Liriano works his magic: Pirates defeat Giants, 3-1
July 30, 2014 3:05 AM
Ben Margot/Associated Press
Pirates pitcher Francisco Liriano works against the San Francisco Giants.
By Jenn Menendez / Pittsburgh Post-Gazette
SAN FRANCISCO – Francisco Liriano dealt like a top-of-the-rotation ace Tuesday night, striking out 11 in a 3-1 win against the San Francisco Giants.
The Pirates powered up early with home runs by Josh Harrison and Travis Snider, then rode Liriano for seven innings on a breezy and cool night at AT&T Park.
The club is now a season-high eight games over .500 with a 57-49 record and pulled just a game back from Milwaukee, the National League Central leader.
Liriano’s change-up hamstrung batters, as he got five swinging strikeouts with the pitch. His slider did the trick on the rest, accounting for another six strikeouts. Both played off the command of his fastball.
“I thought it was his best outing,” said manager Clint Hurdle. “Basically (he’s) improved every time since he’s been out…First pitch strikes were outstanding, 19 out of 26. I thought the fastball played so well that he was able to get them in swing mode, that’s what made the change-up so effective. He doubled up with it, tripled up with it. And the sliders to the left-handers were real sharp as well.”
The outing came on the heels of 6-1 win against the L.A. Dodgers last week, where Liriano went seven innings and gave up just one earned run, and started to show promise that he was returning to the pitcher he was in 2013 for the Pirates.
“If you just look at the numbers, this is a guy that was a huge part of the success we had last year,” said Hurdle. “That’s why I felt it was important to get him up and running again…The confidence is building and he doesn’t need a whole lot of it because he’s done some things. He was in real good form out there tonight.”
Liriano’s final line on Tuesday: seven innings, four hits, one earned run, one walk, and 11 strikeouts. He gave up one home run and threw 110 pitches.
“Everything was working pretty good tonight and I was getting better location as the game was going on,” said Liriano, who said it was the best he’s felt yet. “Yeah, my last start and tonight. Everything was getting better location wise.”
The Pirates provided some early run support.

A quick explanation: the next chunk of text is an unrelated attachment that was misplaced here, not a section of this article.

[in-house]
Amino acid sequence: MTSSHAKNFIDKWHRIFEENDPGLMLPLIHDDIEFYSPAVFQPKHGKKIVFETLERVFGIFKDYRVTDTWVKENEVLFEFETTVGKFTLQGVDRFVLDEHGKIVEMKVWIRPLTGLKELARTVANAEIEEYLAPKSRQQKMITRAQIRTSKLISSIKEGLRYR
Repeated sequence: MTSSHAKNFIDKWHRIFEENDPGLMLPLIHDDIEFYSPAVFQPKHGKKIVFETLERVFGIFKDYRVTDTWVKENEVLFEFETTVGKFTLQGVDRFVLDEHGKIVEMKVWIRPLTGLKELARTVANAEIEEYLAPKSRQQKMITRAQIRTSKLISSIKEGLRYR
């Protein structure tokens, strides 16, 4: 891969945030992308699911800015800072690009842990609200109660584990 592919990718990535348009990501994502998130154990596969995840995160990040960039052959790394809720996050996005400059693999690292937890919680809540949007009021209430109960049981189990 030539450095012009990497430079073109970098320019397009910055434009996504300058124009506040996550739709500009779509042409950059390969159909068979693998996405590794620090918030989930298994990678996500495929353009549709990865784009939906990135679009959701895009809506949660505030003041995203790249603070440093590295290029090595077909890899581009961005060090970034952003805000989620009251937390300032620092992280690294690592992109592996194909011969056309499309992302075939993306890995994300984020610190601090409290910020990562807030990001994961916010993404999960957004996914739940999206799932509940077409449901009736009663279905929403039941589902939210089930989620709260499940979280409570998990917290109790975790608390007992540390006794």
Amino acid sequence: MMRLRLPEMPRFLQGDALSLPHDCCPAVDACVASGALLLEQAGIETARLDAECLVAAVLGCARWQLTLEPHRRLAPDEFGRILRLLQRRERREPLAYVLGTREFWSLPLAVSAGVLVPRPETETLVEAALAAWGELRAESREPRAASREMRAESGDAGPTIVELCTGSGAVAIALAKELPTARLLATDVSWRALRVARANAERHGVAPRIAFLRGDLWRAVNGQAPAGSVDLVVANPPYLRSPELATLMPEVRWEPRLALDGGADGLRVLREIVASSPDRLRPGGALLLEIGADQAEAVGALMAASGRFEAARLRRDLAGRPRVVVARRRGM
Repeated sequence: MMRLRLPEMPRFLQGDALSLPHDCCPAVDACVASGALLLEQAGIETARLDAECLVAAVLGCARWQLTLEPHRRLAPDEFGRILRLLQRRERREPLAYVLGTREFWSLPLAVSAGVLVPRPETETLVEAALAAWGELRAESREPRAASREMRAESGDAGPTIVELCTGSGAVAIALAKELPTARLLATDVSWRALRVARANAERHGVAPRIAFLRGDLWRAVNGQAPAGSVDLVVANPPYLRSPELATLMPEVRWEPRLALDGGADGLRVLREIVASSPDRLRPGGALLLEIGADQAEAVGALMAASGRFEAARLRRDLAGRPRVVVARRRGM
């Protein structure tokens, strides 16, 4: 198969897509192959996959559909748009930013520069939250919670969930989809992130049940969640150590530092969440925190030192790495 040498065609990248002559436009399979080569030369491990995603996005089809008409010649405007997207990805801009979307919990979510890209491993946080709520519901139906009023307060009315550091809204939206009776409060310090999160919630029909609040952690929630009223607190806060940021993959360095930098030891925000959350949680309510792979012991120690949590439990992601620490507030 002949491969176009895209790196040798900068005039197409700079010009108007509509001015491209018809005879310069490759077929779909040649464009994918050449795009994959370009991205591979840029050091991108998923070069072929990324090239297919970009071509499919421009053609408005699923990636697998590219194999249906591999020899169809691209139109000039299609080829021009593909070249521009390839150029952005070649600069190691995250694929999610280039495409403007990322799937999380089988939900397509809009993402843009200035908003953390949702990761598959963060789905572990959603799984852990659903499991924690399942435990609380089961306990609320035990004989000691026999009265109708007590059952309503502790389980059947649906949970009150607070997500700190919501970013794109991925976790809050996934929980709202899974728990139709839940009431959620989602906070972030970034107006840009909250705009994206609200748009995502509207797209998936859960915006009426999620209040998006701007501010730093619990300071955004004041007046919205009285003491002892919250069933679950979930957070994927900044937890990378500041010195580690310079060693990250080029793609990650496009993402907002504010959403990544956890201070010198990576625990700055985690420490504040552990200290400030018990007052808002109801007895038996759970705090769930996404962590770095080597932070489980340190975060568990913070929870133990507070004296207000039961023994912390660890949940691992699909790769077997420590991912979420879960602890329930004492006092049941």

Josh Harrison worked the count full from the leadoff position in the top of the first before driving a home run over the right field wall off Tim Hudson.
Harrison circled the bases as less than just a couple of minutes had elapsed from the start of the game.
It was the first leadoff home run of his career.
“I definitely knew it. I think that’s something you’ll remember,” said Harrison. “But when I hit it, I knew I hit it good. I just knew he wasn’t going to catch it. I just wasn’t for sure if it was going out or not.”
Ike Davis reached first with an infield chopper to leadoff the second inning with a hit. In the next at-bat Travis Snider took Hudson deep to right field, this one on a 1-2 cutter.
“I just got a cutter up and in and somehow got to it,” said Snider. “I wasn’t really sure if it was going to go out, it was my first game here and I wasn’t sure how the ball carries and stuff like that, but I was able to slide it over the top.”
Those early runs were significant. Heading into the game, the Pirates were victorious in 16 straight games when scoring in the first inning, one shy of the club record of 17 set in 1928.
Hurdle had opted to put Harrison at third base, and Snider in left field, calling them both “hot bats.”
Harrison started in place of Pedro Alvarez despite the club facing a right-hander for the first time in five games.
Michael Morse cut the deficit driving a 1-0 slider by Liriano over the center field wall in the second inning to make it 3-1, Pirates.
Liriano recovered to strike out the next three batters swinging. The first two were with his change-up and a third on a slider.
Jordy Mercer tripled with two outs in the fourth, but was stranded with Liriano up next. He popped up to shallow right field.
Liriano held the Giants to four hits, a single in the first by Gregor Blanco, Morse’s home run, and singles by Buster Posey in the fourth and fifth innings.
He issued just one walk, to Andrew Susac in the seventh with one out, but then struck out Dan Uggla with the change-up then got a groundout to end the inning.
Tony Watson pitched a scoreless eighth for the Pirates, giving up a leadoff single before getting a fly ball out and double play to end the inning.
Mark Melancon gave up a ninth inning single to Posey that snuck past Neil Walker, but got a fly ball out, strikeout, then struck out former Pirate Travis Ishikawa to close out the win.
Hudson went seven innings giving up six hits, three earned runs while walking one and striking out two.
Prior to the game Hurdle talked at length about how long Hudson has been successful in the league.
Jenn Menendez firstname.lastname@example.org and Twitter @JennMenendez.
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